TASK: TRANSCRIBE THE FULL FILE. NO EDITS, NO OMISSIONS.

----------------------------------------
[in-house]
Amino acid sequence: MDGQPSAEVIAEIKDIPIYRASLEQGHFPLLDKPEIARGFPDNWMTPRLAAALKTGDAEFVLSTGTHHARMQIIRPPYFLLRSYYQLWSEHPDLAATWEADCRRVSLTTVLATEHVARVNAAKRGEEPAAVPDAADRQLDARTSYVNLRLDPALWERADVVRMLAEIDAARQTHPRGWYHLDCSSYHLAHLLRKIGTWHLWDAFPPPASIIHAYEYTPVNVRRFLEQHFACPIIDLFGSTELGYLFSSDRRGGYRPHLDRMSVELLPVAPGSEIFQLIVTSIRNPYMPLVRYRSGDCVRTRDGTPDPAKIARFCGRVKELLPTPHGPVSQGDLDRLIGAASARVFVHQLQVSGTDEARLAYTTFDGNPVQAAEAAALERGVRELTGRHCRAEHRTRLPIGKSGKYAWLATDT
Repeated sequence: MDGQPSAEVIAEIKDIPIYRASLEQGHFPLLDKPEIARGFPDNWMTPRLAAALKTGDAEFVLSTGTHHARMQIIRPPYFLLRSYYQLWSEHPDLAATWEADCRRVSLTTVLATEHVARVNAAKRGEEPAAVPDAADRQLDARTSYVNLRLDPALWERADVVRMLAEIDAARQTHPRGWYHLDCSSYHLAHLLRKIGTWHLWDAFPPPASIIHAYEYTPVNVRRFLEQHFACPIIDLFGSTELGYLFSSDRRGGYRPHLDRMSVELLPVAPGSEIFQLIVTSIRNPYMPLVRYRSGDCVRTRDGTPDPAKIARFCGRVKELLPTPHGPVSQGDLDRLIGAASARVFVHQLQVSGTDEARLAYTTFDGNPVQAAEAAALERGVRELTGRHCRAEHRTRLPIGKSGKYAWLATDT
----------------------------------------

[in-house]
Amino acid sequence: MDGQPSAEVIAEIKDIPIYRASLEQGHFPLLDKPEIARGFPDNWMTPRLAAALKTGDAEFVLSTGTHHARMQIIRPPYFLLRSYYQLWSEHPDLAATWEADCRRVSLTTVLATEHVARVNAAKRGEEPAAVPDAADRQLDARTSYVNLRLDPALWERADVVRMLAEIDAARQTHPRGWYHLDCSSYHLAHLLRKIGTWHLWDAFPPPASIIHAYEYTPVNVRRFLEQHFACPIIDLFGSTELGYLFSSDRRGGYRPHLDRMSVELLPVAPGSEIFQLIVTSIRNPYMPLVRYRSGDCVRTRDGTPDPAKIARFCGRVKELLPTPHGPVSQGDLDRLIGAASARVFVHQLQVSGTDEARLAYTTFDGNPVQAAEAAALERGVRELTGRHCRAEHRTRLPIGKSGKYAWLATDT
Repeated sequence: MDGQPSAEVIAEIKDIPIYRASLEQGHFPLLDKPEIARGFPDNWMTPRLAAALKTGDAEFVLSTGTHHARMQIIRPPYFLLRSYYQLWSEHPDLAATWEADCRRVSLTTVLATEHVARVNAAKRGEEPAAVPDAADRQLDARTSYVNLRLDPALWERADVVRMLAEIDAARQTHPRGWYHLDCSSYHLAHLLRKIGTWHLWDAFPPPASIIHAYEYTPVNVRRFLEQHFACPIIDLFGSTELGYLFSSDRRGGYRPHLDRMSVELLPVAPGSEIFQLIVTSIRNPYMPLVRYRSGDCVRTRDGTPDPAKIARFCGRVKELLPTPHGPVSQGDLDRLIGAASARVFVHQLQVSGTDEARLAYTTFDGNPVQAAEAAALERGVRELTGRHCRAEHRTRLPIGKSGKYAWLATDT